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Virtuoso Cleaner to Remove Extreme Smoke Patina

Discussion in 'Finely Finished' started by EsquireOK, Feb 28, 2021.

  1. EsquireOK

    EsquireOK Poster Extraordinaire

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    Hello,

    I was wondering if any of you have examples of what Virtuoso Cleaner does to a white guitar that has turned to an extremely dark yellow due largely to cigarette smoke exposure.

    It's so dark that I would call it tan more than yellow. The finish is nitro clear coats over neutral white acrylic color coat, and it's 39 years old.

    I don't need to get it back to neutral white, but it would be nice if it wasn't so dark, and I could get at least 1/2 of the smell out.

    As an initial trial, I wiped the guitar down with dish soap and cold water, using a microfiber cloth. To my surprise, it actually did pull a tiny bit of smoke off. Not a lot, but some. But for all I know, the lightening could have just been old clear coat getting abraded off by the rubbing, not smoke residue being pulled off of the finish.

    If no product can give me an even lightening of the smoke damage, I will just leave it as is. It's actually a pretty nice color in and of itself, but there was a sticker on the finish for a long time, and the area underneath it did not get affected by the cigarette smoke. That's the part that bothers me more than anything else.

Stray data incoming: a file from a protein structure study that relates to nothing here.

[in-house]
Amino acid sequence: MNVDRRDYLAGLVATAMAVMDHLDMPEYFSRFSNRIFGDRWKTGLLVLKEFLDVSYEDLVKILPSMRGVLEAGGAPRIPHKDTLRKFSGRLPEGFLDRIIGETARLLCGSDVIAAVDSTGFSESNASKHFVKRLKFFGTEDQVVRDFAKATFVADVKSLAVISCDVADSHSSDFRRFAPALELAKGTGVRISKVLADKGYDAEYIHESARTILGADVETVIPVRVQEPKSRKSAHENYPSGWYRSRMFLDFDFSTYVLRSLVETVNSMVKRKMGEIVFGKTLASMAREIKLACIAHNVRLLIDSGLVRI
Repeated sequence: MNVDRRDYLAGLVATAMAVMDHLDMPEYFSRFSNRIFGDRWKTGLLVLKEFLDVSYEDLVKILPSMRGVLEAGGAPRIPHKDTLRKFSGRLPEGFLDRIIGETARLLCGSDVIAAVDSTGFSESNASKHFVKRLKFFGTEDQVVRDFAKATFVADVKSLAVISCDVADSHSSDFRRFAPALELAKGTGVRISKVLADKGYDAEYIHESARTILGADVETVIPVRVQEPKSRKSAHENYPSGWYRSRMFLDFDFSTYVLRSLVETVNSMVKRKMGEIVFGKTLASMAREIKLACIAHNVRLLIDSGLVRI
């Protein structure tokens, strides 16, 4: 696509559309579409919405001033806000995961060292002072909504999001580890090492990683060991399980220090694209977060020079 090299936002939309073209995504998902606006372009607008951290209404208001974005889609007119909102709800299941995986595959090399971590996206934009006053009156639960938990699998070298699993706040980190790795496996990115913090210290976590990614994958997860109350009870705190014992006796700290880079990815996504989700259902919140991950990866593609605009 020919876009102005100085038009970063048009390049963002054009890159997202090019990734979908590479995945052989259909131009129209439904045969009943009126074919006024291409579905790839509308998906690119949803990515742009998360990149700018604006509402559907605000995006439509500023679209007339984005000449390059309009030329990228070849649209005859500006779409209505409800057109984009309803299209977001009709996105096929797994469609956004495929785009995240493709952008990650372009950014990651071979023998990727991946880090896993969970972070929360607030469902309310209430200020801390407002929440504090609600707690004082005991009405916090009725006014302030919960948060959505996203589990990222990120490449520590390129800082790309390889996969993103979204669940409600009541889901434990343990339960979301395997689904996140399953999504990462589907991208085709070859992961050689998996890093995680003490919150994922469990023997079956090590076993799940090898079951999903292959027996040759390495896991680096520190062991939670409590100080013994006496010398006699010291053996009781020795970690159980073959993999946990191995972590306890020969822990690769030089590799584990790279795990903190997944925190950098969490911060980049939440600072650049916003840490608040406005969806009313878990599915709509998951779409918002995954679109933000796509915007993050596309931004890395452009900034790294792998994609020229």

Thank you.
     
    Last edited: Feb 28, 2021
  2. BerkshireDuncan

    BerkshireDuncan Tele-Meister

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    It's tar, so a MILD solvent with a cloth would be a good start. I'd avoid any sort of abrasion as the results may be disappointing / irreversible.
    Good luck!
     
  3. EsquireOK

    EsquireOK Poster Extraordinaire

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    Supposedly, the product I'm talking about is not an abrasive, but a potent cleaner.

    I am moving up to naphtha next. But I don't expect a drastic smoke film reduction from that. It is very mild stuff.

    I have seen a video of it being done with oven cleaner, followed by a very quick rinse with naphtha. But not ready to take that risk yet...and the video shows it on a dark finish, not white.
     
  4. EsquireOK

    EsquireOK Poster Extraordinaire

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    Supposedly you can get slightly tan colored lines if you use this product when there is checking. Personally, that doesn't really sound like a problem on a light colored finish...plus I'll bet most of it could be taken out with other products (like naphtha). I have read plenty of reviews saying that checking is not actually incompatible with this product, but the manufacturer is just covering their asses by recommending against using it on checked lacquer.

    Those dark "stripes" that run across the finish are actually from the flamed maple body below. They correspond with the exposed flame pattern on parts of the guitar on which the finish is worn off. Interesting phenomenon that I have never seen before: The guitar finish becoming more yellowed along bands of flame below. This is a fully opaque white finish, not blonde.

    ADC3A971-B05D-4D4D-A725-AD14B5D1F7A1.jpeg
     
    Last edited: Feb 28, 2021
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